CFE officials estimate that the assigned budget for 2012 for the operation/maintenance of the Laguna Verde Plant that includes the purchase of many of the above products and uranium is USD1.5 billion and it is estimated to increase in 4.0 percent by the end of 2013.
Key Suppliers and Competitors
General Electric, Westinghouse, Foster Wheeler, Babcock and Wilcox, Aggreko Energy, Allad Electical Group, AMBAR, Argos Electrica, S.A. de C.V., Eaton Electrical Mexicana, Electro Conductors Especiales, S.A. de C.V.,Hoffman Enclosures, S. de R.L. de C.V., Grupo Metalmex, Insovolta de Mexico, S.A. de C.V., Industrias Unidas, S.A. de C.V., Leviton S. de R.L. de C.V.. AENOR Mexico, Asistencia Servicios y Suministros Electricos, S.A. de C.V., Bajio Distribuidores Electricos, etc.
Third country firms usually have a representative in Mexico or have a strategic alliance with a local nuclear energy equipment firm. Many have actively promoted their interests during the last five years by participating in trade shows and technical seminars in Mexico’s leading cities. When shows and seminars are held in their countries, they may invite government officials and potential representatives to participate with all expenses paid. These visits include tours of the manufacturing plants, end-users, research institutions, which many times result in cooperation agreements, exchange of research information, and technical training programs.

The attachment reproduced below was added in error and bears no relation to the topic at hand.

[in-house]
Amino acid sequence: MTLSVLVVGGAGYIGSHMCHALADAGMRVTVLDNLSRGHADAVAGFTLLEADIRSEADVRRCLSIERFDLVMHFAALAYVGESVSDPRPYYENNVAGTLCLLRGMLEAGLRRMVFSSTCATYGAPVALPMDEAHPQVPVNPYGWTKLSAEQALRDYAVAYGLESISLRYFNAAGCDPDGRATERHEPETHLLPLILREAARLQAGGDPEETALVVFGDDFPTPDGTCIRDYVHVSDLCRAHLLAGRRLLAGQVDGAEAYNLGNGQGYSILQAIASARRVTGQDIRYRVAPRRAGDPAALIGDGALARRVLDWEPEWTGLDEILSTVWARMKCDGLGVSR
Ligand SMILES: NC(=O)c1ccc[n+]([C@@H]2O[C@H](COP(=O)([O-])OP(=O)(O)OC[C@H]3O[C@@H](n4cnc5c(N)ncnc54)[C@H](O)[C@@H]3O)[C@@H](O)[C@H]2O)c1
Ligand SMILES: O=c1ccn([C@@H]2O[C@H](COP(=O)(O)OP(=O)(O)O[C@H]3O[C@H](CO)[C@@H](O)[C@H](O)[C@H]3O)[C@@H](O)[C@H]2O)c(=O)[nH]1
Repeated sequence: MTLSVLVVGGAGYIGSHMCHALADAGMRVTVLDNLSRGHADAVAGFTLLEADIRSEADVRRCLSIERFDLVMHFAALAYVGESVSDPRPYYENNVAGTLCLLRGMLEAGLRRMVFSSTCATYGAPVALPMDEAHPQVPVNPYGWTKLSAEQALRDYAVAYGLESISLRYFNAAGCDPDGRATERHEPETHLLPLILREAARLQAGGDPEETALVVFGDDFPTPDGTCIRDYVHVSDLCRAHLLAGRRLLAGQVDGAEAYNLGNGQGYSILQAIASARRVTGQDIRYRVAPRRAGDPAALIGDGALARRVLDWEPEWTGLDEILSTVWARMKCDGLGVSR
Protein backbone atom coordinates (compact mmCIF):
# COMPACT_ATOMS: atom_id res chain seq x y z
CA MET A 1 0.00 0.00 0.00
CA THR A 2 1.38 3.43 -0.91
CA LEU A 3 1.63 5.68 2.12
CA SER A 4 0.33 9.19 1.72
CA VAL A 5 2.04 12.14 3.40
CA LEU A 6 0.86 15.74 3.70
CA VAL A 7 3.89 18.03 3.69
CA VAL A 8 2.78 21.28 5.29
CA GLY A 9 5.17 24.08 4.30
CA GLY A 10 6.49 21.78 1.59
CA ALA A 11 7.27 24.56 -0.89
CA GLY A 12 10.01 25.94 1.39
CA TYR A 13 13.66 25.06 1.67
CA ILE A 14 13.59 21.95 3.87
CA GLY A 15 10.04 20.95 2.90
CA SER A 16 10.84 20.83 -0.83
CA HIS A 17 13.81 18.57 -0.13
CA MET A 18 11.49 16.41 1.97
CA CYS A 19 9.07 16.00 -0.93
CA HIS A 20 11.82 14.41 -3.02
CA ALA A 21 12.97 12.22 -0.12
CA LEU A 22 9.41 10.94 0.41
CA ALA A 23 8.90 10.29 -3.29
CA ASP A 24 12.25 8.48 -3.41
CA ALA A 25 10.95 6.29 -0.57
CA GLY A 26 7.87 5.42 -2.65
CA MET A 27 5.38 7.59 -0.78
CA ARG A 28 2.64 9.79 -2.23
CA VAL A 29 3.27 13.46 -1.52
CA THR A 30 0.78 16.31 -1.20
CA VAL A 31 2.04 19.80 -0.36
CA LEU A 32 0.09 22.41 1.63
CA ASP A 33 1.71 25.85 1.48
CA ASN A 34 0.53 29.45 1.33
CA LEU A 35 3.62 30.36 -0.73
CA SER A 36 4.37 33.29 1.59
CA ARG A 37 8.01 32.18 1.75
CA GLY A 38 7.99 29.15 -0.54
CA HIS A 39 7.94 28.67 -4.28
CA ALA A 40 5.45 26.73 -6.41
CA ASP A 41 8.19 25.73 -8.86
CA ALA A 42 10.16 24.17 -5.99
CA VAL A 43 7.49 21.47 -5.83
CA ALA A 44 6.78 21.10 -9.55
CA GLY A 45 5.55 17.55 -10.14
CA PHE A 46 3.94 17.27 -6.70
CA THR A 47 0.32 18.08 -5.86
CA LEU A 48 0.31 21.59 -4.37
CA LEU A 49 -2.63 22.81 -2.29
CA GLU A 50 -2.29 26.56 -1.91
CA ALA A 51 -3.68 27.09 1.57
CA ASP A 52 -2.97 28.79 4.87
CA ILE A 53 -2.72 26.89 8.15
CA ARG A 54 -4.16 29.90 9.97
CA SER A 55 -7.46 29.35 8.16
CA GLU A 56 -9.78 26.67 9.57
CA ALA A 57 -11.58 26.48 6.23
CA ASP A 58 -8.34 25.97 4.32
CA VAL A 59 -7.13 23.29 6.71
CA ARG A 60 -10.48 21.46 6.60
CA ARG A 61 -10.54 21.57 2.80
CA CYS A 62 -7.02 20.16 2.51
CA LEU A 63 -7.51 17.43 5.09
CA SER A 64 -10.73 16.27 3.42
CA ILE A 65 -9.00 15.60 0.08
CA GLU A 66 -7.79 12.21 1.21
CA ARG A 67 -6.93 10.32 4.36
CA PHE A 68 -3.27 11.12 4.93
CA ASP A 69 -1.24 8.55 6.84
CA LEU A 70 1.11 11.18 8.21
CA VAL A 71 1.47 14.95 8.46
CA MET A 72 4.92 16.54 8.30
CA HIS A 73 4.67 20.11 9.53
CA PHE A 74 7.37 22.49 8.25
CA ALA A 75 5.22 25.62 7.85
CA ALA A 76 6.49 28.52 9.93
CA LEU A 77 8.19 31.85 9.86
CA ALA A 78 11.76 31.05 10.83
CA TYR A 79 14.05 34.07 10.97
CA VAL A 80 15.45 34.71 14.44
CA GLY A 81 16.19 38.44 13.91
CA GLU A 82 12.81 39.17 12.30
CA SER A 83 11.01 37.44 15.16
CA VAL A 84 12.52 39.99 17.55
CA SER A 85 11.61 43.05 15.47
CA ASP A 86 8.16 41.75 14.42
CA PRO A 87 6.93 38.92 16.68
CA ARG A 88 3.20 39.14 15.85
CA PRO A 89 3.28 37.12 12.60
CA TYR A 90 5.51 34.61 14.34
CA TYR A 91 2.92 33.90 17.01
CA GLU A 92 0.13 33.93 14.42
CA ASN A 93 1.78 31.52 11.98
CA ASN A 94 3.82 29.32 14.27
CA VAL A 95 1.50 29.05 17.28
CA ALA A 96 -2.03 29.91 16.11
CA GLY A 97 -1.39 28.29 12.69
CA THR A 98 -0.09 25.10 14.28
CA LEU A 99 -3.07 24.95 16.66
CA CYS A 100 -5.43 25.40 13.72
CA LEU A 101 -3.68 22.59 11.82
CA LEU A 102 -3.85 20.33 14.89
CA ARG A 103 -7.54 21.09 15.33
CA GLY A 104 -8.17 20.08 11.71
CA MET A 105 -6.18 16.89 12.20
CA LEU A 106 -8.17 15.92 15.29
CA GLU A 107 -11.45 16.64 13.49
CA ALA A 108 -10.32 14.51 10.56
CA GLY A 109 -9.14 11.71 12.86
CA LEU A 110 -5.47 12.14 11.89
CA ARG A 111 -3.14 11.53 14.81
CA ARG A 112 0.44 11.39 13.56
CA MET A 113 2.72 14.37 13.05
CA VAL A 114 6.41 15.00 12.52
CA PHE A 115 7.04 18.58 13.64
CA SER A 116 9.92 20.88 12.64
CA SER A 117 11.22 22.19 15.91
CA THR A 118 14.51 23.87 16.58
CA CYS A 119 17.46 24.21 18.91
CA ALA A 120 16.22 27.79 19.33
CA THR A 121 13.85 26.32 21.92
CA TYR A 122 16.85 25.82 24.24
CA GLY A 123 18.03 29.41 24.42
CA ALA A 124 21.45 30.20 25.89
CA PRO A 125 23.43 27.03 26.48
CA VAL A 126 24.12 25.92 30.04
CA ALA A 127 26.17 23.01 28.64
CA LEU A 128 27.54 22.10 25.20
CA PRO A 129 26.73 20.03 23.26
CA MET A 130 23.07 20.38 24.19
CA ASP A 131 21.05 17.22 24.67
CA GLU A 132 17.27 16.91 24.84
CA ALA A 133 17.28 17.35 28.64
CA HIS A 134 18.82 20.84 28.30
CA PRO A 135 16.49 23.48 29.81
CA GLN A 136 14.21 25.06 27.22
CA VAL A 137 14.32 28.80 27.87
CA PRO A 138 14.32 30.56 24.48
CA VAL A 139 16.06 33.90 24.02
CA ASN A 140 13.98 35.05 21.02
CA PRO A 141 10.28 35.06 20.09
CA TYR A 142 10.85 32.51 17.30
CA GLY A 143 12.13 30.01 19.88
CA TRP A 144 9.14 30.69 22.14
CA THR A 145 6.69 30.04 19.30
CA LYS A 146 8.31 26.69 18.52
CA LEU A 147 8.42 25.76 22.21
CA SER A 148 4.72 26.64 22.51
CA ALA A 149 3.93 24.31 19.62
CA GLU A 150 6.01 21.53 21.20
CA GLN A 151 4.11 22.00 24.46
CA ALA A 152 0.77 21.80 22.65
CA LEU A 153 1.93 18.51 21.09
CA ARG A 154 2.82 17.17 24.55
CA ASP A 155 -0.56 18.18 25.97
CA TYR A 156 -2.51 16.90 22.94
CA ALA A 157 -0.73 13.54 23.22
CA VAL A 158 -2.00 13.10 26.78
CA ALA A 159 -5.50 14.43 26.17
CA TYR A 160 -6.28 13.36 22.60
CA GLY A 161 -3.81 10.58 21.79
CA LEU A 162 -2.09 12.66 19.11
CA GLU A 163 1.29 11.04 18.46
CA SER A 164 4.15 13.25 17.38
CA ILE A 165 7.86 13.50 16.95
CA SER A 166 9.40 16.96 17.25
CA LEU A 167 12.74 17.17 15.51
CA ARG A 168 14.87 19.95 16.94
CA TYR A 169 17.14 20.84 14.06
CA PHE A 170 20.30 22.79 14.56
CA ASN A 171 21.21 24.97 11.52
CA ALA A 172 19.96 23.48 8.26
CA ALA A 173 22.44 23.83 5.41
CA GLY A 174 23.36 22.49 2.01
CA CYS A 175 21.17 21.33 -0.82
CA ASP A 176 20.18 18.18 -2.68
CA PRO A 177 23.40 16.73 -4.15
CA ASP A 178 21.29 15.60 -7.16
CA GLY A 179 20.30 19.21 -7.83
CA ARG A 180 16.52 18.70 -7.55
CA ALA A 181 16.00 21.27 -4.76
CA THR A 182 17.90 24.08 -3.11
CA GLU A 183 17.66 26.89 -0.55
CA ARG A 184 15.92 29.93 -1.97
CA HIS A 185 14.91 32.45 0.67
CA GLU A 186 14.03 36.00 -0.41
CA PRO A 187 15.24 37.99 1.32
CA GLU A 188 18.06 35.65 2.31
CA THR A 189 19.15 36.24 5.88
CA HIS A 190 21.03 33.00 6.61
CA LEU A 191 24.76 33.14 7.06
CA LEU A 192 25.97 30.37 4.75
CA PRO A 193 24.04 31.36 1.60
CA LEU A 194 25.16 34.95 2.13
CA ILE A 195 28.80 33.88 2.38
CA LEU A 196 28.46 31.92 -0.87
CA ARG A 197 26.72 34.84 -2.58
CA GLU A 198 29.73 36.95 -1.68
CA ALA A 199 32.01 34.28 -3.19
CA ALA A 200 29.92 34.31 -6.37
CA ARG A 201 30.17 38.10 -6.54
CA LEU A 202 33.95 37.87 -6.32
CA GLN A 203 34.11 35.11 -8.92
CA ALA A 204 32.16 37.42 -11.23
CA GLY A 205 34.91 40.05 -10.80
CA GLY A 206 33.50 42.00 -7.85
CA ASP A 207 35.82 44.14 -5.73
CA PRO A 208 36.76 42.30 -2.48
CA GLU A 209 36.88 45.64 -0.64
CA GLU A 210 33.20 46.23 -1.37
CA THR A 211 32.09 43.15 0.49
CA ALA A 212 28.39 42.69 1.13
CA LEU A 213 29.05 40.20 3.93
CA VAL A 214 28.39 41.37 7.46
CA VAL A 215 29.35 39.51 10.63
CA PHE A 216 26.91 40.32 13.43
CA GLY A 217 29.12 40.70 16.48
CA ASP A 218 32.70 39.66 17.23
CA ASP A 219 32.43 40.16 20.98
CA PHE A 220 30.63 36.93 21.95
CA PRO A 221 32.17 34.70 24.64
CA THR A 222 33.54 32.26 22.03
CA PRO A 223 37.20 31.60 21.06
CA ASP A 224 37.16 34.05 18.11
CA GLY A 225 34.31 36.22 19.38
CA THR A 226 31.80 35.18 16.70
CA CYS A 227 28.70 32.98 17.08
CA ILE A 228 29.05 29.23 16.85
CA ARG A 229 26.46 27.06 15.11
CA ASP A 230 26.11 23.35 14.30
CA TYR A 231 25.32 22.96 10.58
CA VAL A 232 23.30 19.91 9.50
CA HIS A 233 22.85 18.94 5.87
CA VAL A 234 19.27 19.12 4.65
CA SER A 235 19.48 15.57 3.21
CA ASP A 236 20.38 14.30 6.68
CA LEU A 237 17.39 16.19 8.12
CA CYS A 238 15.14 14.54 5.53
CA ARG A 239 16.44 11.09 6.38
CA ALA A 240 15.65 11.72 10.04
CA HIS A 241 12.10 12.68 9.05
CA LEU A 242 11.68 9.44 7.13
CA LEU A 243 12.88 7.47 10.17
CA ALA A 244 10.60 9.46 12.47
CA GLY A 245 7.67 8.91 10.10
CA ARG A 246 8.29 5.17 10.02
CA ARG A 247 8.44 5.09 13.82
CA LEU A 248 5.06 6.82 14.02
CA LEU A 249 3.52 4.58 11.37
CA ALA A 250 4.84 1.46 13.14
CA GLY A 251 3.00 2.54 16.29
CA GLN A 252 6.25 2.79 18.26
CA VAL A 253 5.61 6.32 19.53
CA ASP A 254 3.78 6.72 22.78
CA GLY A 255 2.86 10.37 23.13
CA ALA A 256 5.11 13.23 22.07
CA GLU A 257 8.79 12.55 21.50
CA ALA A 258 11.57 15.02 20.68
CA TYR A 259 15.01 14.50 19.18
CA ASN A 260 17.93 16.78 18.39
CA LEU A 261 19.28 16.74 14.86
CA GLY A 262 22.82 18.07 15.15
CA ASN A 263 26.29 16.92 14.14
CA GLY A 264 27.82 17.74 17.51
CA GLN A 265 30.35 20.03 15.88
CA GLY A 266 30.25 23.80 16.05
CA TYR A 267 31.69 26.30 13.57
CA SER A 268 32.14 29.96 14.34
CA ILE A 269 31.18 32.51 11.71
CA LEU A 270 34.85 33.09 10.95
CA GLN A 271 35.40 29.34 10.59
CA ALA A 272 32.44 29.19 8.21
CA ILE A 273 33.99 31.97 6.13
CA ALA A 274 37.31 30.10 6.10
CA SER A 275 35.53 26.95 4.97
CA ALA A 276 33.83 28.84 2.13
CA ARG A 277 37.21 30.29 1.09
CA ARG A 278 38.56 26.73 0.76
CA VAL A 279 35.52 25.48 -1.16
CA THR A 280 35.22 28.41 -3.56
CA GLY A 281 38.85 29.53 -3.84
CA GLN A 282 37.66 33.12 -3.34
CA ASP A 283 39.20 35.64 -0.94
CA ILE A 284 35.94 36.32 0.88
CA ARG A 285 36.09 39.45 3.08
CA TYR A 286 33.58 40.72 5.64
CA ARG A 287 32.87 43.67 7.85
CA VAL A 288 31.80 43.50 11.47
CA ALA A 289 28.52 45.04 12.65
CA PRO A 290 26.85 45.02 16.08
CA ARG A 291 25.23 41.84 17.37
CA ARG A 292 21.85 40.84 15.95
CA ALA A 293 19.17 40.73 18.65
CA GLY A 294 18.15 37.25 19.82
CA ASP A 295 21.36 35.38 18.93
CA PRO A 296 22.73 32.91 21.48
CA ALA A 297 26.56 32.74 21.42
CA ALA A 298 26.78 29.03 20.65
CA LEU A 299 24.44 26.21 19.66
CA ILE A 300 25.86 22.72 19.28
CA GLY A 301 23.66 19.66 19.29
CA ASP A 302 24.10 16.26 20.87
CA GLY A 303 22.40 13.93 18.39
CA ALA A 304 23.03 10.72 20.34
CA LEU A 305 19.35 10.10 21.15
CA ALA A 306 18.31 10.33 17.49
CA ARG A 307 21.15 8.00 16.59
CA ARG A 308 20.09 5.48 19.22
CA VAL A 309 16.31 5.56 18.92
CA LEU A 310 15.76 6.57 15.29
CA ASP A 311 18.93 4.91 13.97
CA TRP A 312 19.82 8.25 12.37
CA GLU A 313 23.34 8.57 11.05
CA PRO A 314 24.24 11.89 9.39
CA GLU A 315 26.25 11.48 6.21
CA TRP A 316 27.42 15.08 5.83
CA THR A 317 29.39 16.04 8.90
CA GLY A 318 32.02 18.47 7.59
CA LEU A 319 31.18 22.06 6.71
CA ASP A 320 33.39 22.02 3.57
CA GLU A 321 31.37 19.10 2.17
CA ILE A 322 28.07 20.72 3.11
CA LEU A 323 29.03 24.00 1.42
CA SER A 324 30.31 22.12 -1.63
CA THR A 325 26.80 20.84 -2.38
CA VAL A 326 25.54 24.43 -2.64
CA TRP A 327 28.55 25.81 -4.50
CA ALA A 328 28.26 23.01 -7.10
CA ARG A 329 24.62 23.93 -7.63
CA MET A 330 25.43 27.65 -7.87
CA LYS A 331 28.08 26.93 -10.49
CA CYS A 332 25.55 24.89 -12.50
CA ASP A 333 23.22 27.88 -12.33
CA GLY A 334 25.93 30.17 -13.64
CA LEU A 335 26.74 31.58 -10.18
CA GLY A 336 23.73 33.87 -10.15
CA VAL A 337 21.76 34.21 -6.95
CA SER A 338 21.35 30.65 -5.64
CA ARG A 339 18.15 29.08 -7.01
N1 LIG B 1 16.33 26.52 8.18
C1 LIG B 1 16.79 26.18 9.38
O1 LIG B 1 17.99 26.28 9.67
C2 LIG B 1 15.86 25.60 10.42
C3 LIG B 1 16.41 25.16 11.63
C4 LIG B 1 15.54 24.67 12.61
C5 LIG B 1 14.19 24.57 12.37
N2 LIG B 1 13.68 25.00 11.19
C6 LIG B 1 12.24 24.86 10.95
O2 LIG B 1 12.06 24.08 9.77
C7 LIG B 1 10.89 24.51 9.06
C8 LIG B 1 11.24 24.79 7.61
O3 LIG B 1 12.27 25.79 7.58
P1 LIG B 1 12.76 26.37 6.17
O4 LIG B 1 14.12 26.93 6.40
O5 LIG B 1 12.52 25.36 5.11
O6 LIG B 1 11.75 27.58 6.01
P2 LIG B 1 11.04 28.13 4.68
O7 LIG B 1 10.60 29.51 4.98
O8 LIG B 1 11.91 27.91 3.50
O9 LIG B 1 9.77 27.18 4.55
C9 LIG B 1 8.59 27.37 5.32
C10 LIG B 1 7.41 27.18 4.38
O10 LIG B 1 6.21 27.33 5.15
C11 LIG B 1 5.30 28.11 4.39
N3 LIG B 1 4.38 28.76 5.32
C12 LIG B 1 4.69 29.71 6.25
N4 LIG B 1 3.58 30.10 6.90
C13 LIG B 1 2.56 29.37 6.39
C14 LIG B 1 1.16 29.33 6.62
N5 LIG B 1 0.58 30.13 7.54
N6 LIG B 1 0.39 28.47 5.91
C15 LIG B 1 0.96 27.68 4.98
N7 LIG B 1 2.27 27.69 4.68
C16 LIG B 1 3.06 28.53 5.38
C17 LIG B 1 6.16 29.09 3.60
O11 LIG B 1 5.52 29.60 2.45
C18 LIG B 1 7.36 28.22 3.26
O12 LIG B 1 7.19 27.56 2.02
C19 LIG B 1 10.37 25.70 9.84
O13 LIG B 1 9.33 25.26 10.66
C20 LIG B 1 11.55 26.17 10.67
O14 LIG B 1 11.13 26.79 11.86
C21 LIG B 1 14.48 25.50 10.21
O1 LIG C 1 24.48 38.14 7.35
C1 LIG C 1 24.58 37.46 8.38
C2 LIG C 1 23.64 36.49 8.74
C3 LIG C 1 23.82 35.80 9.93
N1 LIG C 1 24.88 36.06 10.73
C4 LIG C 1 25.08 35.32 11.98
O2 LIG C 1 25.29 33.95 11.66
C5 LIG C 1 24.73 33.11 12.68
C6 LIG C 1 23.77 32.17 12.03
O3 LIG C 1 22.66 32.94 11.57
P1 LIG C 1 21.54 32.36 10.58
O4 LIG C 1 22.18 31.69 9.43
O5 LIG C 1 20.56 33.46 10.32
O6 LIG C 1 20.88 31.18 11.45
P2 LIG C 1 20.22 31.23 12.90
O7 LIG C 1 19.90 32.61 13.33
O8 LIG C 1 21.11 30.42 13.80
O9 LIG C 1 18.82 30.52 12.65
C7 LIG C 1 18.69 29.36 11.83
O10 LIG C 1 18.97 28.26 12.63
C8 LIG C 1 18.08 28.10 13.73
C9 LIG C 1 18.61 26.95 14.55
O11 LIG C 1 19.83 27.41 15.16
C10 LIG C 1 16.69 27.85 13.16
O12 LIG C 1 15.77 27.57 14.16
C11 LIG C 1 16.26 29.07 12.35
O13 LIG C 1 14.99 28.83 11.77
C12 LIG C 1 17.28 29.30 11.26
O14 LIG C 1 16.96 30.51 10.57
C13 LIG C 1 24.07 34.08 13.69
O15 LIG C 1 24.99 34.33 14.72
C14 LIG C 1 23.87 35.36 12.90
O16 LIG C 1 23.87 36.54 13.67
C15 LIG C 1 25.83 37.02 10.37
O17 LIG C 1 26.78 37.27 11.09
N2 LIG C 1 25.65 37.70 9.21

There are no barriers for importing Nuclear Energy equipment, except nuclear reactors. However, the Mexican import law is very strict on the required documentation. Although it is not required, it may be advantageous when selling equipment to use a reputable customs broker to properly prepare the paperwork needed. The basic documents required include:
1) Import petition
2) NAFTA certificate of origin
3) commercial bill
4) insurance and freight bills
The products qualifying as North American must use the NAFTA certificate of origin in order to receive preferential treatment. The exporter or broker may issue such a certificate. It does not have to be validated or formalized.
Often, the decision to select nuclear energy equipment depends on the demonstrated commitment to after sale service. This has been the most effective tool that foreign manufacturers have used to penetrate the market. They offer to have replacements parts and maintenance personnel at the client’s facilities in no more than 48 hours after the service
Selling to CFE
To participate in CFE projects, companies are advised to become familiar with CFE programs and to find a local representative that monitors the domestic/international tenders governed by Mexico’s Acquisitions, Renting, and Services for the Public Sector and its Regulations (Ley de Adquisiciones, Arrendamientos y Servicios del Sector Publico y su Reglamento) and by the regulations of the World Bank and the Inter-American Development Bank (IDB).
To participate in CFE tenders, companies are not required but it is recommended by CFE officials to register (be in the directory) as a CFE supplier, either personally or through a local legal representative. As of September of 2011, a total of 11,400 firms were registered as Suppliers: 10,000 are local firms and 1,400 international firms. A total of 900 are U.S; 100 are from China; 100 from Canada; 180 from Germany; and the remaining 120 from Spain, Taiwan, and Japan.